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KBR knowingly exposed US troops to carcinogens, suit alleges

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U.S. Sen. Evan Bayh said Tuesday he would reintroduce legislation to create a medical registry for military personnel exposed to toxic chemicals following reports that Indiana National Guard troops were exposed to a toxin in Iraq.

The legislation would establish a registry to track military service members exposed to industrial toxins during wartime service, guaranteeing them access to priority care at Veterans Administration hospitals.

It would also authorize a scientific review of evidence linking exposure to adverse health effects.

Bayh, D-Ind., said in a prepared statement that he would reintroduce the legislation when Congress reconvenes in January.

"Our government has a responsibility to remove needless obstacles to care for soldiers exposed to potentially lethal quantities of toxic chemicals in service of their country," Bayh said. "We should be guided by our governments response to Agent Orange in Vietnam, when we changed our VA claims system so veterans placed at risk did not bear the burden of proof if health conditions developed later in life."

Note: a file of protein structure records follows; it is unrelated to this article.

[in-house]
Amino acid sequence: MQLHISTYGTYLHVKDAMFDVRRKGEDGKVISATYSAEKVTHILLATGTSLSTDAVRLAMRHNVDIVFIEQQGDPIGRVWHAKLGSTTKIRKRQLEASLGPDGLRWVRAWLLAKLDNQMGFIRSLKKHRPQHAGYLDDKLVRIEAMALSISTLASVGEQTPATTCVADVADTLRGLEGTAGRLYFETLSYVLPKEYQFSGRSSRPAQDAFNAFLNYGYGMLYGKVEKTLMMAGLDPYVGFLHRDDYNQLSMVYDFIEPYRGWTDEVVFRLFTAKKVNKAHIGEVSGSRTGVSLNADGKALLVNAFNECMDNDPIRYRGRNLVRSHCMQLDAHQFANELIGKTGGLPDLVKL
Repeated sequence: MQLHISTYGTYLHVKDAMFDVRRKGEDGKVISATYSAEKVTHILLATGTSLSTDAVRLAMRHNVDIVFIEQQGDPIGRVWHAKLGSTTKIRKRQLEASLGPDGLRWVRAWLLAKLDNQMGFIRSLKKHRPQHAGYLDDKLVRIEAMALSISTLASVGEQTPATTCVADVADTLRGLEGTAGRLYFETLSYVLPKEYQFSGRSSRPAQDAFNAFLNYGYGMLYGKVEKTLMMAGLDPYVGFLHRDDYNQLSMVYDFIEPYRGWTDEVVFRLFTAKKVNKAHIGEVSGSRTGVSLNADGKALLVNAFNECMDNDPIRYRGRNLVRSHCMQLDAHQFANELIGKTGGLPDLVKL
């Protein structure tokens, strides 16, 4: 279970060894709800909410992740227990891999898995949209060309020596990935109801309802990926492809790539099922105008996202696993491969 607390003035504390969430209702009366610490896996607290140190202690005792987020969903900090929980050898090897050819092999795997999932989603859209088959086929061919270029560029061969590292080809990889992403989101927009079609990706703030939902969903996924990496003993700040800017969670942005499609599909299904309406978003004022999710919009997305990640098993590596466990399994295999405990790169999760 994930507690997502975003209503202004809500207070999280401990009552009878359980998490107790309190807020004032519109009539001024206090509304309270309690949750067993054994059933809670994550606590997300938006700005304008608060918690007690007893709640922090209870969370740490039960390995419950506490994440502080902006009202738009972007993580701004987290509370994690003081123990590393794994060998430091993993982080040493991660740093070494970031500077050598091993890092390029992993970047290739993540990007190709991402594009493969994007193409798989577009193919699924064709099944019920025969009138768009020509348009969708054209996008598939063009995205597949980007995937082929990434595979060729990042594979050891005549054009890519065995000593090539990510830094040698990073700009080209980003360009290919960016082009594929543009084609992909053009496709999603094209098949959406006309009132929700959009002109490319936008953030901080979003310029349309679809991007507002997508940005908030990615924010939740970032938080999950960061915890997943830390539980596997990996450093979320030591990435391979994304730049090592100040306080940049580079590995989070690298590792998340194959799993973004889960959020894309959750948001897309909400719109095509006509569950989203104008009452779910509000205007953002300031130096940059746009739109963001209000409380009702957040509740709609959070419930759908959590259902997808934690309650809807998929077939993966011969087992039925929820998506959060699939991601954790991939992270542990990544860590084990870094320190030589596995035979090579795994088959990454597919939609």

Bayh's statement followed a report Monday on CBS on Indiana National Guard troops that were assigned to guard the Qarmat Ali water pumping plant in Basrah, Iraq shortly after the U.S. invasion in 2003. Sixteen soldiers from the 1st Battalion, 152nd Infantry filed a federal lawsuit this month against defense contractor KBR Inc., saying its employees knowingly allowed them to be exposed to sodium dichromate, a known carcinogen, while guarding the water plant.

The chemical, used to remove pipe corrosion, is especially dangerous because it contains hexavalent chromium, which is known to cause birth defects and cancer, particularly lung cancer, according to the suit. The cancer can take years to develop.

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